A powerful committee of MPs said the Government is taking “limited responsibility” for Brexit readiness with just four weeks to go before the end of the transition period.
In a report by the Public Accounts Committee [PAC], MPs say they are “extremely concerned” about the risk of “serious disruption and delay” at the short Channel crossings.
Committee chair Meg Hillier said: “A year after the oven ready deal, we have more of a cold turkey and businesses and consumers do not know what to be prepared for.”
The crossbench group warns that border systems remain in development and plans for managing disruption or prioritisation of key goods are unclear.
Ms Hillier, a former Labour minister, added: “Pretending that things you don’t want to happen are not going to happen is not a recipe for government, it is a recipe for disaster.
“We’re paying for that approach in the UK’s response to the Covid-19 pandemic and can only hope that we are not now facing another catastrophe, at the border in four weeks’ time.”
PAC also says the coronavirus pandemic has shown gaps in planning and ministers spend too much money on consultants for work that can be done by civil servants.
It comes after spending watchdog the National Audit Office [NAO] said that UK trade with the EU faces “significant disruption” when the transition period ends on December 31.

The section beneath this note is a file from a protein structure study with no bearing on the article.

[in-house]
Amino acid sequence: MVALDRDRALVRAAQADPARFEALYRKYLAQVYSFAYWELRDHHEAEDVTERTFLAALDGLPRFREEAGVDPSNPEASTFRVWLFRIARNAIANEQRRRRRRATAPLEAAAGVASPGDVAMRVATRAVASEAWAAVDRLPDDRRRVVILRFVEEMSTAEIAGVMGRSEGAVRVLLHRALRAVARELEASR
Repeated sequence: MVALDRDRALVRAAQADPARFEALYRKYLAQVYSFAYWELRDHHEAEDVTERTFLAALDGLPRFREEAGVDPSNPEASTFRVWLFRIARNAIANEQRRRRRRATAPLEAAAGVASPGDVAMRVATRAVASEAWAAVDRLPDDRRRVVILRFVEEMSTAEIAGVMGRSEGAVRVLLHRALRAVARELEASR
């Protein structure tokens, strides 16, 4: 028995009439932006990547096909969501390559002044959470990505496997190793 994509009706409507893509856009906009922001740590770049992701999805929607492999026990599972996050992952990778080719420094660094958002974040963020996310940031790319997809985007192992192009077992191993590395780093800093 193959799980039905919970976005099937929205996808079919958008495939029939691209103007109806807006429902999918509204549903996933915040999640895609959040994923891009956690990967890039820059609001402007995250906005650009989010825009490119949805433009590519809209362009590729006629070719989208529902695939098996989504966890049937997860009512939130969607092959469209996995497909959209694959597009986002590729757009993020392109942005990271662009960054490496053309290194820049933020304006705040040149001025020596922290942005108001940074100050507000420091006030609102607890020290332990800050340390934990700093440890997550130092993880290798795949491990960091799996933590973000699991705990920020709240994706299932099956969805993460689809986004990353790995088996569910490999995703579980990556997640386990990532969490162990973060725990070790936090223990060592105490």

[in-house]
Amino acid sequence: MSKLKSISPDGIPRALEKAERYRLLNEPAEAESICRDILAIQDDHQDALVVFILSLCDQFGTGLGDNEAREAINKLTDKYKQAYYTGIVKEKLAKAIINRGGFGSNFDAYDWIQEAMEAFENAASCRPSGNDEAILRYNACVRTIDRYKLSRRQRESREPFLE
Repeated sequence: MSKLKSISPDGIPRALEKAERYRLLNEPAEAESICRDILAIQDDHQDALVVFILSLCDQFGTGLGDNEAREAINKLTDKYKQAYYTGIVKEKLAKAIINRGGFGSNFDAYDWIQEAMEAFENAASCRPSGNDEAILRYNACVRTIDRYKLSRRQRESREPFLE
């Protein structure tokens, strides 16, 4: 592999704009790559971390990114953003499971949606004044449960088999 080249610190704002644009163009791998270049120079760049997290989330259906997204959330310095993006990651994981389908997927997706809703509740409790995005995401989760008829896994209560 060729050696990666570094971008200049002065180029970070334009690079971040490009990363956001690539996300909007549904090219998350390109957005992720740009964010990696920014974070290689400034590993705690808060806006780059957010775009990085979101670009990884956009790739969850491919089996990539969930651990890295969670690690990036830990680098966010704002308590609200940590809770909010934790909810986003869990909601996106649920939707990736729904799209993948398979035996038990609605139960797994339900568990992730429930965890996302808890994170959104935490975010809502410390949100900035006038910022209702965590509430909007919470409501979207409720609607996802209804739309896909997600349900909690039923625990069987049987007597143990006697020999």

NAO also said it was “very unlikely” traders would be ready for checks the EU is due to impose at its borders.
A trade deal has still not been finalised with the EU with major sticking points remaining over fish and the level playing field.
Since the 2016 vote, preparation costs have reached £4.4billion and involved 22,000 civil servants.
Meanwhile the summer 2019 ‘Get ready for Brexit’ campaign cost £46 million before it was abandoned when an extension was agreed.
Cabinet ministers Michael Gove and Alok Sharma this week announced a 24/7 Border Operations Centre to monitor the UK border in real-time.
A Government press release urged businesses to prepare, but admitted: “Changes to the way we trade with Europe will likely mean that there is short term disruption at the border.”
In response to today’s PAC report, a UK Government spokesperson said: “We are making significant preparations to prepare for the guaranteed changes at the end of the transition period including investing £705 million in jobs, technology and infrastructure at the border and providing £84 million in grants to boost the customs intermediaries sector. This is alongside implementing border controls in stages so traders have more time to prepare.
“With less than one month to go, it’s vital that businesses and citizens make their final preparations too. That’s why we’re intensifying our engagement with businesses through the Brexit Business Taskforce and running a major public information campaign so they know exactly what they need to do to get ready.”